• Synthesize client data from a variety of sources utilizing bio-psycho-social-spiritual assessment in order to form diagnostic impressions.
  • Elucidate clients’ presenting problems and assess their readiness for change.
  • Assess strengths and resources that are available to help address clients’ problems.
  • Use clinical assessments or diagnoses to help develop appropriate intervention strategies within the context of the agency’s services. or circumstances.

Macro

  • Assess and analyze client needs by integrating empirical and community data to inform the development of client-focused programs and services.
  • Assess and analyze community and organizational capacities, strengths, and needs to support the development of client-focused programs and services.

GOAL 10c - INTERVENTION:  Engage, assess, intervene, and evaluate with individuals, families, groups, organizations, and communities

Foundation

  • Initiate actions to achieve organizational goals.
  • Implement prevention interventions that enhance client capacities.
  • Help clients resolve problems.
  • Negotiate, mediate, and advocate for clients.
  • Facilitate transitions and endings.

Clinical

  • Select and implement clinical treatment plans and evidence-based strategies based on client preferences as well as appropriate theory and research.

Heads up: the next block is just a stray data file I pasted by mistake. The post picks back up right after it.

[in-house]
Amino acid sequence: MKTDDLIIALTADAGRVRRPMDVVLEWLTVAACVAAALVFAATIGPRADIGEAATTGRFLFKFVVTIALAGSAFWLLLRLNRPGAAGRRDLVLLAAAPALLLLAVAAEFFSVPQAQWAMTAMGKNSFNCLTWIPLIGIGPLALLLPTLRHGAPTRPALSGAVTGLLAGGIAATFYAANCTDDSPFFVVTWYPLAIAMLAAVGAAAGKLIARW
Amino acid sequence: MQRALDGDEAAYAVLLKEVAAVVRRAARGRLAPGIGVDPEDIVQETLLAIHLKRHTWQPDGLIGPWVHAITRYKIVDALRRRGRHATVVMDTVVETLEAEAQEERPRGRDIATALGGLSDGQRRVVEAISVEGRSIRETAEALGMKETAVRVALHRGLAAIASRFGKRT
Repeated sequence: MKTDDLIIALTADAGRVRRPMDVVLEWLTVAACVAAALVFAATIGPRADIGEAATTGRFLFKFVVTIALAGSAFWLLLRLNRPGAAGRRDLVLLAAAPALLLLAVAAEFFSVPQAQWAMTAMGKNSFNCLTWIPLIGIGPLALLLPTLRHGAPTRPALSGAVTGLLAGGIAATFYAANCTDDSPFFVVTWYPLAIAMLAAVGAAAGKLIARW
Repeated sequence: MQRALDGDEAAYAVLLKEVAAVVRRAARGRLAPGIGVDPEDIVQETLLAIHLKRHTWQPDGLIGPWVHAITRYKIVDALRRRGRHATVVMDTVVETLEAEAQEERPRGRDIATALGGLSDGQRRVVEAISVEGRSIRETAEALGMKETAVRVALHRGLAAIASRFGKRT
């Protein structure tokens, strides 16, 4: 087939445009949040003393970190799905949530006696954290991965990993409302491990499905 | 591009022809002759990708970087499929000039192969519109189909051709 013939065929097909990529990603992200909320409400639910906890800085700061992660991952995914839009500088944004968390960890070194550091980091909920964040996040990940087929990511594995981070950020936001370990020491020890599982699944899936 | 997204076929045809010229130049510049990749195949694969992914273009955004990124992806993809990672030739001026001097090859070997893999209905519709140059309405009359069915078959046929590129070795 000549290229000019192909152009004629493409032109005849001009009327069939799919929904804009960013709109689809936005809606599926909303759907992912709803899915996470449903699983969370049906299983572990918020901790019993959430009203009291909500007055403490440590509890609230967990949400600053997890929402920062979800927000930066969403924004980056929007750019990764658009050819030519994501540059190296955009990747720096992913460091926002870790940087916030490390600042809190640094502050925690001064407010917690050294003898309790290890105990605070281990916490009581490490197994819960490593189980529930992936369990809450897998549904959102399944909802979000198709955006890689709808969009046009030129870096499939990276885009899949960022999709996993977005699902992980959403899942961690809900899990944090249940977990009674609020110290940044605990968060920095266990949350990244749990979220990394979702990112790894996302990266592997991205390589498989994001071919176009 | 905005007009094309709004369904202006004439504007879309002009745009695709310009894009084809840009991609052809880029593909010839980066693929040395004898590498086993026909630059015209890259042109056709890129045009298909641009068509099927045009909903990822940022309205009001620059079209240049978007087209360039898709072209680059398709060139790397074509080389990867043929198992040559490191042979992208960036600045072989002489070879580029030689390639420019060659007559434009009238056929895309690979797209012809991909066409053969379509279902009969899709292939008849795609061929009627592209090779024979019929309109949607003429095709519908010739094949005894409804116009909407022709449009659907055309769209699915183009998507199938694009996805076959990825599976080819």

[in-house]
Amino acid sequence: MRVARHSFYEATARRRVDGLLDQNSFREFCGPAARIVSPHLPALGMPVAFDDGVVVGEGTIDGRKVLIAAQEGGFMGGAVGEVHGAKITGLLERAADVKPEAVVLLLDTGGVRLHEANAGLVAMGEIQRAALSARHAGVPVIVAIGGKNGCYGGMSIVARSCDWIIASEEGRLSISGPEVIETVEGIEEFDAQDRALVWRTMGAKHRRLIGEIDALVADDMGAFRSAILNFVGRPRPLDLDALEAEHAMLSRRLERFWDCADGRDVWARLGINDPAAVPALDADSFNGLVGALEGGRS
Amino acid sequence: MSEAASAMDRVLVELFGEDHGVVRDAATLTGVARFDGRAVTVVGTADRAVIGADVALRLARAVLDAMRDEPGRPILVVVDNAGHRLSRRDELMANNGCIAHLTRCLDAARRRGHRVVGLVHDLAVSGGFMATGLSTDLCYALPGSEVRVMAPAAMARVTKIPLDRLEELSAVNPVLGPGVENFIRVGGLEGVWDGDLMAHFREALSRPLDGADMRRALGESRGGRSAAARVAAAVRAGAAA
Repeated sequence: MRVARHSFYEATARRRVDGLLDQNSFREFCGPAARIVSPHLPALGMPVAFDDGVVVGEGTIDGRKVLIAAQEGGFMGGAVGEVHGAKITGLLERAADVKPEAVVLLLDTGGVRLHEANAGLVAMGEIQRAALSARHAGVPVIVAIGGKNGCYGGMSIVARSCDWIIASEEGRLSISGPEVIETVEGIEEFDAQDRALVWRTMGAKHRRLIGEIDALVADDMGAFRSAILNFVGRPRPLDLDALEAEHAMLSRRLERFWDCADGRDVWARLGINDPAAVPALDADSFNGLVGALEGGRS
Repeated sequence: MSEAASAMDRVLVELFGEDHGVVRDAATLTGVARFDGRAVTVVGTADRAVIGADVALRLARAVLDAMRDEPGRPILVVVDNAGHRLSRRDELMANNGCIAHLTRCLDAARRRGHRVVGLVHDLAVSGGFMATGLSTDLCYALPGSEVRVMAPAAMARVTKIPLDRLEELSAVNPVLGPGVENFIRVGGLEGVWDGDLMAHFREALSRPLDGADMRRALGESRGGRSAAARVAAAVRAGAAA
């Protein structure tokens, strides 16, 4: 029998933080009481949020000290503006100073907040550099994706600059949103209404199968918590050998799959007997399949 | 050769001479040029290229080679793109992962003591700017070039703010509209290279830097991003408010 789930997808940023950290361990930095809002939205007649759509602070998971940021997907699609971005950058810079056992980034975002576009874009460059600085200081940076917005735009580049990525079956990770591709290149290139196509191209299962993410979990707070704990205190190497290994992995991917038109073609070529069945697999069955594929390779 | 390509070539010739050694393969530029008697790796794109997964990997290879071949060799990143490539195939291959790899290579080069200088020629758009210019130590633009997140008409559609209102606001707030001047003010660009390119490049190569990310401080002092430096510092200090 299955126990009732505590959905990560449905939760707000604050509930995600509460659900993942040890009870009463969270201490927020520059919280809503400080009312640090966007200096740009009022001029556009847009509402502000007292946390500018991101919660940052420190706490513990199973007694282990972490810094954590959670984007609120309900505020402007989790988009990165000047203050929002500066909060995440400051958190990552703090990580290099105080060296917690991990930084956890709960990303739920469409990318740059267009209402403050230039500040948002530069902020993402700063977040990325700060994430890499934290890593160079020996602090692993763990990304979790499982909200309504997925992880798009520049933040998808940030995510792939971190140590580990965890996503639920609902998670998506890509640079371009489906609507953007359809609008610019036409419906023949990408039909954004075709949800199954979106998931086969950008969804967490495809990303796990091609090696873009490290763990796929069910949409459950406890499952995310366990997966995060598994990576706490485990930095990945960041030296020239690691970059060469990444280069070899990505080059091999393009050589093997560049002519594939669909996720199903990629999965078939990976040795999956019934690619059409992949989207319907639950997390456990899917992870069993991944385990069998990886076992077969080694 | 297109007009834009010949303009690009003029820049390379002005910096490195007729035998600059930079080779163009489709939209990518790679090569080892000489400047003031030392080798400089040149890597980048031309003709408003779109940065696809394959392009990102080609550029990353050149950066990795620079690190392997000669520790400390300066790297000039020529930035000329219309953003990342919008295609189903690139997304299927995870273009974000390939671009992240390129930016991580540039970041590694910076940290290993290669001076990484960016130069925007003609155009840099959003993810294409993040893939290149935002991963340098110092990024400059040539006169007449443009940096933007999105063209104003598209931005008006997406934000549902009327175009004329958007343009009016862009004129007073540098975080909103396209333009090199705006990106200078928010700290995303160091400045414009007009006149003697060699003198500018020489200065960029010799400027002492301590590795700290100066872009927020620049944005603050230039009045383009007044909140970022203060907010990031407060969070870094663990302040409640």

• Utilize clinical frameworks and treatment protocols indicated by assessment findings.
  • Collaborate with other professionals to coordinate additional treatment services.
  • Facilitate termination of clinical relationships with attention to clients’ emotional well being.
  • Facilitate termination of clinical relationships by assisting clients to develop plans to maintain goal achievements.

Macro

  • Intervene with communities and organizations through a variety of models, methods, strategies and tactics identified as appropriate to the context and need for change.
  • Develop a program budget that reflects diverse funding sources to meet client needs.
  • Develop comprehensive program and policy designs that reflect use of the best available research, client feedback, and practitioner wisdom.